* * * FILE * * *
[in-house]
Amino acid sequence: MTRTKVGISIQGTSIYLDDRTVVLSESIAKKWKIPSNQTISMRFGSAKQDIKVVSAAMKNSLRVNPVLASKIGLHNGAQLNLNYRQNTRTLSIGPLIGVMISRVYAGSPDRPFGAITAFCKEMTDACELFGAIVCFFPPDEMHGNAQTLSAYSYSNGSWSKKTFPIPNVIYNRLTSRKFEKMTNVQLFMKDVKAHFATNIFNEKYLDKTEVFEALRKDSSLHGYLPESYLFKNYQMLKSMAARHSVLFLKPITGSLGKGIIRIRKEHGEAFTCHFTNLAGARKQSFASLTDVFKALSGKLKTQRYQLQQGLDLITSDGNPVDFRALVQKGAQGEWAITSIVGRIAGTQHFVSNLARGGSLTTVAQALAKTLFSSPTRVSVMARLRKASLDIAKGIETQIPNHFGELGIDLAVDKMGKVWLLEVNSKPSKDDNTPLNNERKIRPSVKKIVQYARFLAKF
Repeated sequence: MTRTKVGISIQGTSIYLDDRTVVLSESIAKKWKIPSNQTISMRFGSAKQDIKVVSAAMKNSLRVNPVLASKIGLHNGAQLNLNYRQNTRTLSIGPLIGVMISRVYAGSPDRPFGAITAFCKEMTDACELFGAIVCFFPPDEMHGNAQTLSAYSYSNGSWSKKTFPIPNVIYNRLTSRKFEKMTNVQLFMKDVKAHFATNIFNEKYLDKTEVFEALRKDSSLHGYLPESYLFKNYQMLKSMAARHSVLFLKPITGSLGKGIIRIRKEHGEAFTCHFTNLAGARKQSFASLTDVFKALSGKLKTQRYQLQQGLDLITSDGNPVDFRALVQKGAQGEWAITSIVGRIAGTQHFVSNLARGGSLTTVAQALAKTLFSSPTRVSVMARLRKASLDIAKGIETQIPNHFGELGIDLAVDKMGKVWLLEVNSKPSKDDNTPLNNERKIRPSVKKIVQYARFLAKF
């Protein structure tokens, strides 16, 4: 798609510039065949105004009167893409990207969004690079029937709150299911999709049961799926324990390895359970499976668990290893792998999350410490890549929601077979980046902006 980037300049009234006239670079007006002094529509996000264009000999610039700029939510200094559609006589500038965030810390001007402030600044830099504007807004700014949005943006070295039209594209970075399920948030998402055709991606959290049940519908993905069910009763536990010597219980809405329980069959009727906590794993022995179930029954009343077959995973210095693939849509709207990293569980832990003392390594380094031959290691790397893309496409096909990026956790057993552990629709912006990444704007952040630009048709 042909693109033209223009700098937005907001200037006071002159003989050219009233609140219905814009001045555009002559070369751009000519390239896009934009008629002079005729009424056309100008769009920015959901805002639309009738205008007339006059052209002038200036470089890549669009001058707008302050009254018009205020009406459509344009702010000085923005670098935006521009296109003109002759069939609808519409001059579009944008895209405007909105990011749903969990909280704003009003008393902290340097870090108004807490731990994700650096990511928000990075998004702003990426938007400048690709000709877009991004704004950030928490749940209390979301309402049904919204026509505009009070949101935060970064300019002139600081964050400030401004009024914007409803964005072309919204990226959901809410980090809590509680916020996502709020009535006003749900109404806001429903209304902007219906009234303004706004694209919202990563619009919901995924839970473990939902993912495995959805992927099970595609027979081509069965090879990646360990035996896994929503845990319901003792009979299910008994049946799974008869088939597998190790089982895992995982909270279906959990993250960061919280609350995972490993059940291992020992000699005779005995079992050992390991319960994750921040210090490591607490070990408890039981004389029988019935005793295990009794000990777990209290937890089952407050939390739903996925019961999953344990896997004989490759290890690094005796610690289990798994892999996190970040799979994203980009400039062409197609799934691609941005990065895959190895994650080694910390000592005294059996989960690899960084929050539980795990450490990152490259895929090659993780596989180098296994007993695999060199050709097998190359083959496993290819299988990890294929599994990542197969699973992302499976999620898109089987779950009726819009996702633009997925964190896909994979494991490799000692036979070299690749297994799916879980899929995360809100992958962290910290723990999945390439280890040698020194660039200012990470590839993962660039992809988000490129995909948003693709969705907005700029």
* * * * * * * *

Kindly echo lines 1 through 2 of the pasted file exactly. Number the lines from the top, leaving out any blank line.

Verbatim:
[in-house]
Amino acid sequence: MTRTKVGISIQGTSIYLDDRTVVLSESIAKKWKIPSNQTISMRFGSAKQDIKVVSAAMKNSLRVNPVLASKIGLHNGAQLNLNYRQNTRTLSIGPLIGVMISRVYAGSPDRPFGAITAFCKEMTDACELFGAIVCFFPPDEMHGNAQTLSAYSYSNGSWSKKTFPIPNVIYNRLTSRKFEKMTNVQLFMKDVKAHFATNIFNEKYLDKTEVFEALRKDSSLHGYLPESYLFKNYQMLKSMAARHSVLFLKPITGSLGKGIIRIRKEHGEAFTCHFTNLAGARKQSFASLTDVFKALSGKLKTQRYQLQQGLDLITSDGNPVDFRALVQKGAQGEWAITSIVGRIAGTQHFVSNLARGGSLTTVAQALAKTLFSSPTRVSVMARLRKASLDIAKGIETQIPNHFGELGIDLAVDKMGKVWLLEVNSKPSKDDNTPLNNERKIRPSVKKIVQYARFLAKF